The New York Times: Health Care Law Will Raise Some Premiums, Study Says

March 28, 2013

WASHINGTON — A study commissioned by the State of California says that the new federal health care law will drive up individual insurance premiums, but that subsidies will offset most of the increase for low-income people.

The study, issued Thursday in the midst of a growing national debate over the impact of the law, is significant because California is far ahead of most states in setting up a competitive marketplace, or exchange, where people can buy insurance this fall.

Premiums could increase by an average of 30 percent for higher-income people in California who are now insured and do not qualify for federal insurance subsidies, the study said.

However, it said, people in this group will benefit from new limits on their out-of-pocket medical expenses, so their total cost of care will increase by 20 percent, on average.

The report for the state insurance exchange, known as Covered California, cited several factors contributing to higher premiums: an influx of less healthy people into the individual insurance market, and a requirement for health insurance plans to offer richer benefits and to cover more of the cost of care than is now typical for individual insurance policies.

Another factor, it said, is that federal and state government agencies are imposing new taxes and fees on insurers, which are likely to pass on some of the costs to consumers.

“Health insurance will become relatively less expensive for people with chronic conditions and relatively more expensive for healthier people,” said Robert G. Cosway, an actuary at Milliman, a large consulting firm that prepared the report.

Some people, especially those in good health, may drop their insurance because of the premium increases, Mr. Cosway said.

However, the study said that low-income people would see significant reductions in their premiums and out-of-pocket costs, in part because of income tax credits and other subsidies. The total cost of care, it said, will fall by an average of 76 percent for people who are currently insured and have incomes less than 250 percent of the poverty level (meaning less than $28,725 a year for an individual).

The report was prepared to help state officials evaluate proposals from insurers and develop marketing messages to reach consumers.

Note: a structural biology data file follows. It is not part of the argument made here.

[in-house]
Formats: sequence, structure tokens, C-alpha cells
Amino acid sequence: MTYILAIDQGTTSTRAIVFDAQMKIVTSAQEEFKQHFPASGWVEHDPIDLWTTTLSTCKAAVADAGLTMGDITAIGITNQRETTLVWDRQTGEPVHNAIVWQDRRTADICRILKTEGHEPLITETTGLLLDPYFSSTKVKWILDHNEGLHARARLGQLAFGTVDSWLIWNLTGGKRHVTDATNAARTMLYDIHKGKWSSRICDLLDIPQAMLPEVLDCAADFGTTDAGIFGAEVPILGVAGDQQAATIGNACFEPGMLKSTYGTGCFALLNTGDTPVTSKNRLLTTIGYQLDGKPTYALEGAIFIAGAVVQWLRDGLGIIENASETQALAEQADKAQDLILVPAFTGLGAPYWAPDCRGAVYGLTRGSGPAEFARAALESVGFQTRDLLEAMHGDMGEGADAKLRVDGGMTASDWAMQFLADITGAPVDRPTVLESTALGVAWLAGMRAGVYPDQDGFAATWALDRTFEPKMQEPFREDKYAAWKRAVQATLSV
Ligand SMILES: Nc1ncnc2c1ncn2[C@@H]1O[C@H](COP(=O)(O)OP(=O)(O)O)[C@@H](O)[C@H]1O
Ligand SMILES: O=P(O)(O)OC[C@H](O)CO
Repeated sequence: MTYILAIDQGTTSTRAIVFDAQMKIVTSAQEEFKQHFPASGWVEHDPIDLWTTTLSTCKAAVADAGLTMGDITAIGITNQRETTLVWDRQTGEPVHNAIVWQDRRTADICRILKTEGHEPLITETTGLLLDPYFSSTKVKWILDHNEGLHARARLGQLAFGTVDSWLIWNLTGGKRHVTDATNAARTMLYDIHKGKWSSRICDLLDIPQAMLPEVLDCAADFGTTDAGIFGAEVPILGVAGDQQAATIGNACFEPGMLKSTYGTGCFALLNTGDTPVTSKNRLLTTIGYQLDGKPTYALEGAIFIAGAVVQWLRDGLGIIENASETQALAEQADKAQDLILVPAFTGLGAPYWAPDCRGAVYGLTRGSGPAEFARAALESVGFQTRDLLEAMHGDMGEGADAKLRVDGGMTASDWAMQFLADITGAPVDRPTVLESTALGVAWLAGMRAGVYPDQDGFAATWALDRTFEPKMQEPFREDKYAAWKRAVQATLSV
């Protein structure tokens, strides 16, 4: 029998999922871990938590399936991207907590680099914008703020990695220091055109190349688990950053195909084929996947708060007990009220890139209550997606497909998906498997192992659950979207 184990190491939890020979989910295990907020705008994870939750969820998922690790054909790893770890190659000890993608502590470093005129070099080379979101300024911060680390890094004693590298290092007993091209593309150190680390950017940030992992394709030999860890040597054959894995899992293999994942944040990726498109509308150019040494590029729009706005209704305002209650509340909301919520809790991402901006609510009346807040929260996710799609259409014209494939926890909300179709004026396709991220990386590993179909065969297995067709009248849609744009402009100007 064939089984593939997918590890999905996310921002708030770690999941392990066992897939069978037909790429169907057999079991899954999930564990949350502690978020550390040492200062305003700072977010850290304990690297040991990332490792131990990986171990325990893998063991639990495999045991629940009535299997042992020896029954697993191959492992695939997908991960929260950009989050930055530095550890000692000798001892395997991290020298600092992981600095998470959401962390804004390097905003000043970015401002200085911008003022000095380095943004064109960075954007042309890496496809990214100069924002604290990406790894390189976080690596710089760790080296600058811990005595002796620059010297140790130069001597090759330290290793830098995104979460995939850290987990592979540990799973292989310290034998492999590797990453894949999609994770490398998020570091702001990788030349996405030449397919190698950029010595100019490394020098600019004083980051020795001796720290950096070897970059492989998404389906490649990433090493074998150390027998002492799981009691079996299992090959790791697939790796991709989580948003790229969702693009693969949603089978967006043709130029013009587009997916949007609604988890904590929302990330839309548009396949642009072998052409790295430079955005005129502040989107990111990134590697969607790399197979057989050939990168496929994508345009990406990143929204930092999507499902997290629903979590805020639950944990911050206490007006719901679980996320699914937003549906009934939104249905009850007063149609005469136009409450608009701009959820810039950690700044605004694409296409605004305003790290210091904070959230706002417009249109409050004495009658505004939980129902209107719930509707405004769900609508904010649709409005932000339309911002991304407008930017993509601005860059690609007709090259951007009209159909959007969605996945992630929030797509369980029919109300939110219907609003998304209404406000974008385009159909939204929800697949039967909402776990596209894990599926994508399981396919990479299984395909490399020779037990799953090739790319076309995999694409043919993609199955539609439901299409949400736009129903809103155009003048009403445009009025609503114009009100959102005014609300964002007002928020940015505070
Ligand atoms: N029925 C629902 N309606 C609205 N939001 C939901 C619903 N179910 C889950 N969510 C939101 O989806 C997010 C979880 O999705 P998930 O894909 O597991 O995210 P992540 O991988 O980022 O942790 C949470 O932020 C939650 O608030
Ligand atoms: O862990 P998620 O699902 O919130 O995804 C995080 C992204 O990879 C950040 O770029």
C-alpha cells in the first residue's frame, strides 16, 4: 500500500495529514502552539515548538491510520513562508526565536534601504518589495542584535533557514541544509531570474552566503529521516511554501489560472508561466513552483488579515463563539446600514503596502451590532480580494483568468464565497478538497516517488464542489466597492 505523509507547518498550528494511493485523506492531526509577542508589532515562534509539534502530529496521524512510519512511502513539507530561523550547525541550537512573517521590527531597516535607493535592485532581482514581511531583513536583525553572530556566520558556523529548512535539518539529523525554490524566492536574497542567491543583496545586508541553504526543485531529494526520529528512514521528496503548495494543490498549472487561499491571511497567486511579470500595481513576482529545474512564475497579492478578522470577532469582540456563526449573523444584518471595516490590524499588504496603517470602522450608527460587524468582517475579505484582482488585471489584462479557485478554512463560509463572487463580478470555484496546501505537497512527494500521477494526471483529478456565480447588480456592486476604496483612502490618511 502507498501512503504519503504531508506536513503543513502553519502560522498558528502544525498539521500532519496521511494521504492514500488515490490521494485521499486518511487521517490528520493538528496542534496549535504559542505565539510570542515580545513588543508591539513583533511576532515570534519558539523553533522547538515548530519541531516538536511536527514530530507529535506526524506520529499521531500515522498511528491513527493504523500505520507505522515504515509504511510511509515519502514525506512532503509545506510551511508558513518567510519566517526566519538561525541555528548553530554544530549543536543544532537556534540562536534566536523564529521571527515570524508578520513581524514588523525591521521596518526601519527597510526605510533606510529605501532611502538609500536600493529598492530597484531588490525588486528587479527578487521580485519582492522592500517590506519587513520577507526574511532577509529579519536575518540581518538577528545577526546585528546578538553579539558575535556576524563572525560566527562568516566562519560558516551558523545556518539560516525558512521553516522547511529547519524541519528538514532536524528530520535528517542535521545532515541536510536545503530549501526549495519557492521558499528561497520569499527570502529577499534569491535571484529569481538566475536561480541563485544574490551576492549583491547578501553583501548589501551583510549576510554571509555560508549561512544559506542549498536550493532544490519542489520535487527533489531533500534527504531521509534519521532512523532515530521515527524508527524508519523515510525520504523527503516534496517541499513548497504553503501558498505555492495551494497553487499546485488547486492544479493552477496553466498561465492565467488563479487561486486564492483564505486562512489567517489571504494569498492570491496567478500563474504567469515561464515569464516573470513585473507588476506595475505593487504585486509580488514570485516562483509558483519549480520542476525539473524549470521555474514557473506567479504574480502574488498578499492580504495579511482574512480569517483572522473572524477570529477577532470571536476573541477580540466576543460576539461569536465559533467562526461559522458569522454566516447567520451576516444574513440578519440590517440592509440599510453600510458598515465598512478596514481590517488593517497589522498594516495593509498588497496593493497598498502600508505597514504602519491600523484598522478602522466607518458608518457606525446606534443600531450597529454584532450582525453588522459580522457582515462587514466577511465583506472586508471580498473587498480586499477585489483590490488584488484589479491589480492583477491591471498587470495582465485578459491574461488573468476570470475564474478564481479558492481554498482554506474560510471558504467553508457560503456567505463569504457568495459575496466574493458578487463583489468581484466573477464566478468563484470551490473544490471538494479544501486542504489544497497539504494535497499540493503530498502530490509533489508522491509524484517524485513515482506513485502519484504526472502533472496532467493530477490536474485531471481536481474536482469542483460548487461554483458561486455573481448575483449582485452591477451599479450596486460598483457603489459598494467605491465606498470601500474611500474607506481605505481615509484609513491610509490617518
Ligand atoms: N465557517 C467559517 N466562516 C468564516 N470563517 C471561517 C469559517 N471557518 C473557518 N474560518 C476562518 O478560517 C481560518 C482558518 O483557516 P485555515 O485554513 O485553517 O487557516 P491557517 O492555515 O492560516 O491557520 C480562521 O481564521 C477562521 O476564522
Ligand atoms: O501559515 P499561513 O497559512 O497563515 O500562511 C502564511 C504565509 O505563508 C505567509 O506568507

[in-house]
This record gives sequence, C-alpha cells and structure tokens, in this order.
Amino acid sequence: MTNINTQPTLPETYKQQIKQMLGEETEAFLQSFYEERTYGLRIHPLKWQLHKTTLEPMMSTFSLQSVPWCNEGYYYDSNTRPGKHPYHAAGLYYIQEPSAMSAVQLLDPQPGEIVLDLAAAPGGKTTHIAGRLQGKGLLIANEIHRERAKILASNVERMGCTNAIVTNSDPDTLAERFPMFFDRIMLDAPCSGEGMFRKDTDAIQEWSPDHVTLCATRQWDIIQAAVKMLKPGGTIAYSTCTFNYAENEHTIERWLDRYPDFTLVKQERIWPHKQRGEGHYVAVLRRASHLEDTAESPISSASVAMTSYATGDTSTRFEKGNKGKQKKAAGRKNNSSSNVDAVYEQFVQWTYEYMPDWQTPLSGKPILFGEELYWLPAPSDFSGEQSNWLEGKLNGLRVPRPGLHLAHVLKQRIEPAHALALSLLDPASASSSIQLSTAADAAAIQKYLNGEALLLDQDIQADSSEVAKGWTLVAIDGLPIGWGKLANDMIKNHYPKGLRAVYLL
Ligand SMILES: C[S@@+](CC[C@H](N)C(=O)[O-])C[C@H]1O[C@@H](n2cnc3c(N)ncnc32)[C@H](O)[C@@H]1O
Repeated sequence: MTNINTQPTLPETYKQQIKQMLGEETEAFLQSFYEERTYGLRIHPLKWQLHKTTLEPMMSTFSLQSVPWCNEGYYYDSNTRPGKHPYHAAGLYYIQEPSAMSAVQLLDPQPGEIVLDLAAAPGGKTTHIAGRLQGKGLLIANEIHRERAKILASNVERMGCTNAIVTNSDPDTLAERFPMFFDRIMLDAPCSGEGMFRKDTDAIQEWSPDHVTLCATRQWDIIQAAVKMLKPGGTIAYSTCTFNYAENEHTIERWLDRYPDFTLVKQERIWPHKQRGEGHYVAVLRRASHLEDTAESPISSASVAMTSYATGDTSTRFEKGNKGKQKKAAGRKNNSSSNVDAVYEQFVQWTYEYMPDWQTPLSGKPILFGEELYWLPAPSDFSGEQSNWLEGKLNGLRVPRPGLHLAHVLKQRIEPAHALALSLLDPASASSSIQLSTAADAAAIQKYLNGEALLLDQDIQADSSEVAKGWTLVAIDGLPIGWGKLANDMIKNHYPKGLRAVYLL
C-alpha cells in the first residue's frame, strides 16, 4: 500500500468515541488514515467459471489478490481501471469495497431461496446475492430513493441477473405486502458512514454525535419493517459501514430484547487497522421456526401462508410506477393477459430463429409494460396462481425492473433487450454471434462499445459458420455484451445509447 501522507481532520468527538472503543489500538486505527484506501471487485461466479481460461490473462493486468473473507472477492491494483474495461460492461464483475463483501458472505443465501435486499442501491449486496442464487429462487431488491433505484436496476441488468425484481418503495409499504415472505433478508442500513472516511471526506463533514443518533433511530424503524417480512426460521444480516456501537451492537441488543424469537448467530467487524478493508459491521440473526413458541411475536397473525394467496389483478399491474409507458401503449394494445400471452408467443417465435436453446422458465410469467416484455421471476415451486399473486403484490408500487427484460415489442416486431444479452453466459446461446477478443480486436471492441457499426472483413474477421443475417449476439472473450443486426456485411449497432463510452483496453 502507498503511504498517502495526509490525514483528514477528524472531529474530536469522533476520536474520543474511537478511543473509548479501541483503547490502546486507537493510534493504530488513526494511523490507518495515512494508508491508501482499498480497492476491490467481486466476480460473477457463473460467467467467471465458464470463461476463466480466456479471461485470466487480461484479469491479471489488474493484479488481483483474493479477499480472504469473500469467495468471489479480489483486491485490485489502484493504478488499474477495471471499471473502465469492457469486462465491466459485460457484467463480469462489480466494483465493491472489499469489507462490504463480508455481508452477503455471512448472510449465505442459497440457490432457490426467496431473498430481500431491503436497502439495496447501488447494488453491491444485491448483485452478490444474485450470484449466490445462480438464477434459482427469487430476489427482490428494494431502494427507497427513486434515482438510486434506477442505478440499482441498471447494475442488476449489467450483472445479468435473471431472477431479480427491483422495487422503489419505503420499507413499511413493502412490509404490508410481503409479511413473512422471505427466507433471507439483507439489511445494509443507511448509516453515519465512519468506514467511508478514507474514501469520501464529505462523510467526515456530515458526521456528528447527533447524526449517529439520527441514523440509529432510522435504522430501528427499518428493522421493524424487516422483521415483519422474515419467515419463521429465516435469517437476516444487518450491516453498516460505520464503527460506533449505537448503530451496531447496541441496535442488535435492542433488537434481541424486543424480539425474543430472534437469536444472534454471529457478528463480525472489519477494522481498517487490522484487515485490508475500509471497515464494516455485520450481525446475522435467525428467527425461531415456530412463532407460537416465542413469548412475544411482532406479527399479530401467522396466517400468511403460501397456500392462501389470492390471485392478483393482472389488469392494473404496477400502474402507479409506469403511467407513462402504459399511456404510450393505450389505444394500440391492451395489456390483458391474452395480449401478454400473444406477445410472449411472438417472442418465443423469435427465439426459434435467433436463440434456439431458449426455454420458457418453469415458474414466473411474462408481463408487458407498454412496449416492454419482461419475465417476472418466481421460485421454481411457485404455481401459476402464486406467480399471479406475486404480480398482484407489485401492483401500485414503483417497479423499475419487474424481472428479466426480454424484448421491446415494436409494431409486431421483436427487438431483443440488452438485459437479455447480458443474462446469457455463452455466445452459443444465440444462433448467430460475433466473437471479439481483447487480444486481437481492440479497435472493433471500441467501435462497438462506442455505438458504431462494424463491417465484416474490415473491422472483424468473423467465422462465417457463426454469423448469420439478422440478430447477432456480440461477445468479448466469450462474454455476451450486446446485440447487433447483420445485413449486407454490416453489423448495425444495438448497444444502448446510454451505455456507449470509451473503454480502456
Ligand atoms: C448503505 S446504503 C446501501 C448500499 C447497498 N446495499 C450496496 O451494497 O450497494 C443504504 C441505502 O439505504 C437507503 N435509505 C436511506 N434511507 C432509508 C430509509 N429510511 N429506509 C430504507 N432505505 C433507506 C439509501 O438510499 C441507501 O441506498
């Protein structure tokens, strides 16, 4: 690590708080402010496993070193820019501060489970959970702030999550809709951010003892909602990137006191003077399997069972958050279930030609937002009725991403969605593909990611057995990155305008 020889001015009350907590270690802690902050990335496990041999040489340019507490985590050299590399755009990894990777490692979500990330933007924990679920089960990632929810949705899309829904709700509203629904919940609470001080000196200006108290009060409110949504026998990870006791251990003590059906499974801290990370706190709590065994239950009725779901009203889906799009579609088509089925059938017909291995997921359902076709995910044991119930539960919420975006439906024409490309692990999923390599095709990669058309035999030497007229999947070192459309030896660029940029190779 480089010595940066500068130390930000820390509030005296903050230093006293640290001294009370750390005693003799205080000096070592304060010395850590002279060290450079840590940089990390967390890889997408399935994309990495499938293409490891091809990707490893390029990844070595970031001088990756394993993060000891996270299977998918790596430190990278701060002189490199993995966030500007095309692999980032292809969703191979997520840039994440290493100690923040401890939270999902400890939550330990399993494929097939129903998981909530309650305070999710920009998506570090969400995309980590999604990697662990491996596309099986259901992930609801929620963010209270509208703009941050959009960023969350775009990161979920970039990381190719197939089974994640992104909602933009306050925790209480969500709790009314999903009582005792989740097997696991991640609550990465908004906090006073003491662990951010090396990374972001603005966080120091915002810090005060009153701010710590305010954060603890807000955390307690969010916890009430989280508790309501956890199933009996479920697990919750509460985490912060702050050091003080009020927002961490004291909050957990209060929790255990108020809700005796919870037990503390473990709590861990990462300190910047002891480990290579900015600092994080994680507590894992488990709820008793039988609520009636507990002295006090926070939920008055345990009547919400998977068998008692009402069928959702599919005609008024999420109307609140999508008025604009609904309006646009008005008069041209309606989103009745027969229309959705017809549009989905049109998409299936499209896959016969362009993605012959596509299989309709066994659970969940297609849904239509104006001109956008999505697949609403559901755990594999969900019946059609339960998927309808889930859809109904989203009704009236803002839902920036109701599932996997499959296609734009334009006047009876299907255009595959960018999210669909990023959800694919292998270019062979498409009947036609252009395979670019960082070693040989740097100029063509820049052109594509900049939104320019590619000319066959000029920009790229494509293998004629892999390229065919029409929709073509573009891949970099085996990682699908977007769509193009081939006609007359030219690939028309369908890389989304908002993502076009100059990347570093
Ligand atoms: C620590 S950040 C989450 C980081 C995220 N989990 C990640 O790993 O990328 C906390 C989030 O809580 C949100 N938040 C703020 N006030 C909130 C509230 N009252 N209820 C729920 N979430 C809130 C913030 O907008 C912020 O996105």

“There are 5.3 million Californians who will qualify to purchase insurance through the exchange,” said Peter V. Lee, the executive director of the California exchange. “Insights gained from this research confirm that most people will experience a positive impact.”

The California report follows a study by the Society of Actuaries, a professional organization, suggesting that the new law would contribute to higher insurance costs in the next three years.

Asked about such estimates, Kathleen Sebelius, the secretary of health and human services, acknowledged that costs could rise in the individual insurance market, particularly for men and for younger people. She noted that the law prohibits insurers from charging women more than men and limits their ability to charge higher premiums based on age. “Women are going to see some lower costs, some men are going to see some higher costs,” she said Tuesday at a White House briefing. “So it’s sort of a one-to-one shift.”

Republicans said the Society of Actuaries report validated their concerns. Senator Lamar Alexander, Republican of Tennessee, said, “This nonpartisan report offers more evidence that what I told the president in 2010 is true: individual insurance premiums will rise under his plan.”

Under the law, insurers cannot deny coverage or charge higher premiums to people because of pre-existing medical conditions.

As a result, Milliman said in the California study, “we expect the average currently insured to experience premium increases because they will be part of a new risk pool” including sicker people who have been excluded from the market in the past.

The White House says the fears of “rate shock” are overblown. Consumers can move from expensive health plans to more efficient, lower-cost plans, the administration says. Officials also predict that people gaining insurance will, on average, be younger and healthier than those who already have it.

San Francisco Chronicle: Medi-Cal Expansion Will Test Capacity

A million more people on rolls may tighten access to providers

Emily Bazar, CHCF Center for Health Reporting
March 2, 2013

In less than one year, the Affordable Care Act’s promise to bring health care to perhaps 1 million more California residents will be tested. On Jan. 1, 2014, Medi-Cal, the publicly funded health program for low-income and disabled residents, launches a huge statewide expansion.